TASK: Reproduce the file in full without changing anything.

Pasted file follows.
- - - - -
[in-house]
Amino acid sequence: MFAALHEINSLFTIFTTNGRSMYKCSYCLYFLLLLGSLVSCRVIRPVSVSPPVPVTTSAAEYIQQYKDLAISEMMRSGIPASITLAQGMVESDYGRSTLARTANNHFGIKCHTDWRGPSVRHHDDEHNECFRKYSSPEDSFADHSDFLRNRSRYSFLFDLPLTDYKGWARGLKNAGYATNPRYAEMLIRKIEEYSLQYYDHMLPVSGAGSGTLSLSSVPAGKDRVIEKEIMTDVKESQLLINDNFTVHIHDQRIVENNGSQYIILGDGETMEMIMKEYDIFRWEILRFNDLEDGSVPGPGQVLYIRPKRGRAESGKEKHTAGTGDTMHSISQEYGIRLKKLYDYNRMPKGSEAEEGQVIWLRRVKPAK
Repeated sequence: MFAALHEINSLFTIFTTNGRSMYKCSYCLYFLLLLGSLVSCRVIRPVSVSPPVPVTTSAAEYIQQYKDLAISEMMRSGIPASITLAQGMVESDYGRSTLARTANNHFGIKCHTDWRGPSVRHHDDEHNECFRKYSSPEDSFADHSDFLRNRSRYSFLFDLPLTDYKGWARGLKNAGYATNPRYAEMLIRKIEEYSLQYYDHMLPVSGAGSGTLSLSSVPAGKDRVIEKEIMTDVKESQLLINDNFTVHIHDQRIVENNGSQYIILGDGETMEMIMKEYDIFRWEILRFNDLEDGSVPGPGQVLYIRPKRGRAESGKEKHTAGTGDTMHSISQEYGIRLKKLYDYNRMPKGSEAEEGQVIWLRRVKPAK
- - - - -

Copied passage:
[in-house]
Amino acid sequence: MFAALHEINSLFTIFTTNGRSMYKCSYCLYFLLLLGSLVSCRVIRPVSVSPPVPVTTSAAEYIQQYKDLAISEMMRSGIPASITLAQGMVESDYGRSTLARTANNHFGIKCHTDWRGPSVRHHDDEHNECFRKYSSPEDSFADHSDFLRNRSRYSFLFDLPLTDYKGWARGLKNAGYATNPRYAEMLIRKIEEYSLQYYDHMLPVSGAGSGTLSLSSVPAGKDRVIEKEIMTDVKESQLLINDNFTVHIHDQRIVENNGSQYIILGDGETMEMIMKEYDIFRWEILRFNDLEDGSVPGPGQVLYIRPKRGRAESGKEKHTAGTGDTMHSISQEYGIRLKKLYDYNRMPKGSEAEEGQVIWLRRVKPAK
Repeated sequence: MFAALHEINSLFTIFTTNGRSMYKCSYCLYFLLLLGSLVSCRVIRPVSVSPPVPVTTSAAEYIQQYKDLAISEMMRSGIPASITLAQGMVESDYGRSTLARTANNHFGIKCHTDWRGPSVRHHDDEHNECFRKYSSPEDSFADHSDFLRNRSRYSFLFDLPLTDYKGWARGLKNAGYATNPRYAEMLIRKIEEYSLQYYDHMLPVSGAGSGTLSLSSVPAGKDRVIEKEIMTDVKESQLLINDNFTVHIHDQRIVENNGSQYIILGDGETMEMIMKEYDIFRWEILRFNDLEDGSVPGPGQVLYIRPKRGRAESGKEKHTAGTGDTMHSISQEYGIRLKKLYDYNRMPKGSEAEEGQVIWLRRVKPAK